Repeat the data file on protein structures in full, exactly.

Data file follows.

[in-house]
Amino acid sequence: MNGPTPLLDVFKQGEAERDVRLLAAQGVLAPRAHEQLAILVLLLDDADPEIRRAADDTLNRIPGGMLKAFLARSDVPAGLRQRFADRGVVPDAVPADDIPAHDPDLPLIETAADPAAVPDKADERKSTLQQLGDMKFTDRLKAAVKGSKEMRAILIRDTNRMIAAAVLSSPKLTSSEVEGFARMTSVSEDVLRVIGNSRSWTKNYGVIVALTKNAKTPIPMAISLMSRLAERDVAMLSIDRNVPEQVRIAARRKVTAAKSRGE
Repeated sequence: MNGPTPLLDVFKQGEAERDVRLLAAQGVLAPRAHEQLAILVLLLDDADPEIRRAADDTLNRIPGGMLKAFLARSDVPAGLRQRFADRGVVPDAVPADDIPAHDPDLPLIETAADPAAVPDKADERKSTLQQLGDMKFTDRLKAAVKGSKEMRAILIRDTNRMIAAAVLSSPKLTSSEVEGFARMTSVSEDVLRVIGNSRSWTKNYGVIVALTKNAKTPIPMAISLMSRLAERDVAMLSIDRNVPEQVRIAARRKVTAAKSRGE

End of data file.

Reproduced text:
[in-house]
Amino acid sequence: MNGPTPLLDVFKQGEAERDVRLLAAQGVLAPRAHEQLAILVLLLDDADPEIRRAADDTLNRIPGGMLKAFLARSDVPAGLRQRFADRGVVPDAVPADDIPAHDPDLPLIETAADPAAVPDKADERKSTLQQLGDMKFTDRLKAAVKGSKEMRAILIRDTNRMIAAAVLSSPKLTSSEVEGFARMTSVSEDVLRVIGNSRSWTKNYGVIVALTKNAKTPIPMAISLMSRLAERDVAMLSIDRNVPEQVRIAARRKVTAAKSRGE
Repeated sequence: MNGPTPLLDVFKQGEAERDVRLLAAQGVLAPRAHEQLAILVLLLDDADPEIRRAADDTLNRIPGGMLKAFLARSDVPAGLRQRFADRGVVPDAVPADDIPAHDPDLPLIETAADPAAVPDKADERKSTLQQLGDMKFTDRLKAAVKGSKEMRAILIRDTNRMIAAAVLSSPKLTSSEVEGFARMTSVSEDVLRVIGNSRSWTKNYGVIVALTKNAKTPIPMAISLMSRLAERDVAMLSIDRNVPEQVRIAARRKVTAAKSRGE